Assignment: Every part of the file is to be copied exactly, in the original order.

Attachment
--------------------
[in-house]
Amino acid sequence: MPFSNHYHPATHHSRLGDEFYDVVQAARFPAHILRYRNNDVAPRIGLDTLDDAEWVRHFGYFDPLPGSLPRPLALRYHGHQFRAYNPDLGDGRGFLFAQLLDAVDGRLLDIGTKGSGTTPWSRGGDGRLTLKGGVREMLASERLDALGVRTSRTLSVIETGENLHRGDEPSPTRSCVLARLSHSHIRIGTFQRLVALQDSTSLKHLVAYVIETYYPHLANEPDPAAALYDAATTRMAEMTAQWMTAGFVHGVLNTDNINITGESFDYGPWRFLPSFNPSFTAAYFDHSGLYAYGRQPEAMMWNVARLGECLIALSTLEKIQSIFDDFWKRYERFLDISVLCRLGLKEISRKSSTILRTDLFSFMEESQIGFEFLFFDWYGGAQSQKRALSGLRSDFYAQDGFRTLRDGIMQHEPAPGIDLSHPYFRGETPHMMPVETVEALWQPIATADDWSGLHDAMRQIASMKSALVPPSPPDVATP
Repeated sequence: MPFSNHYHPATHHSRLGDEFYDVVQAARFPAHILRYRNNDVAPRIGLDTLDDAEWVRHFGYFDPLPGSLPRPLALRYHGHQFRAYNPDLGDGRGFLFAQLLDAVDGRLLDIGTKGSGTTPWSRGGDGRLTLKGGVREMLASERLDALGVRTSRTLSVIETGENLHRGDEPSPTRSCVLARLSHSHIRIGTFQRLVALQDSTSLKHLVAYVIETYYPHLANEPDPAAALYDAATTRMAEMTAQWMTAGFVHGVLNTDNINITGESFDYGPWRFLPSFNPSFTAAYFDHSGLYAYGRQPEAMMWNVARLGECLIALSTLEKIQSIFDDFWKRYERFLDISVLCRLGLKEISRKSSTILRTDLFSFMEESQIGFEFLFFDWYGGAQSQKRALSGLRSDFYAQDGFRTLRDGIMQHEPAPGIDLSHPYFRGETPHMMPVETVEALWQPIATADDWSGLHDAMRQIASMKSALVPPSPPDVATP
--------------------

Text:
[in-house]
Amino acid sequence: MPFSNHYHPATHHSRLGDEFYDVVQAARFPAHILRYRNNDVAPRIGLDTLDDAEWVRHFGYFDPLPGSLPRPLALRYHGHQFRAYNPDLGDGRGFLFAQLLDAVDGRLLDIGTKGSGTTPWSRGGDGRLTLKGGVREMLASERLDALGVRTSRTLSVIETGENLHRGDEPSPTRSCVLARLSHSHIRIGTFQRLVALQDSTSLKHLVAYVIETYYPHLANEPDPAAALYDAATTRMAEMTAQWMTAGFVHGVLNTDNINITGESFDYGPWRFLPSFNPSFTAAYFDHSGLYAYGRQPEAMMWNVARLGECLIALSTLEKIQSIFDDFWKRYERFLDISVLCRLGLKEISRKSSTILRTDLFSFMEESQIGFEFLFFDWYGGAQSQKRALSGLRSDFYAQDGFRTLRDGIMQHEPAPGIDLSHPYFRGETPHMMPVETVEALWQPIATADDWSGLHDAMRQIASMKSALVPPSPPDVATP
Repeated sequence: MPFSNHYHPATHHSRLGDEFYDVVQAARFPAHILRYRNNDVAPRIGLDTLDDAEWVRHFGYFDPLPGSLPRPLALRYHGHQFRAYNPDLGDGRGFLFAQLLDAVDGRLLDIGTKGSGTTPWSRGGDGRLTLKGGVREMLASERLDALGVRTSRTLSVIETGENLHRGDEPSPTRSCVLARLSHSHIRIGTFQRLVALQDSTSLKHLVAYVIETYYPHLANEPDPAAALYDAATTRMAEMTAQWMTAGFVHGVLNTDNINITGESFDYGPWRFLPSFNPSFTAAYFDHSGLYAYGRQPEAMMWNVARLGECLIALSTLEKIQSIFDDFWKRYERFLDISVLCRLGLKEISRKSSTILRTDLFSFMEESQIGFEFLFFDWYGGAQSQKRALSGLRSDFYAQDGFRTLRDGIMQHEPAPGIDLSHPYFRGETPHMMPVETVEALWQPIATADDWSGLHDAMRQIASMKSALVPPSPPDVATP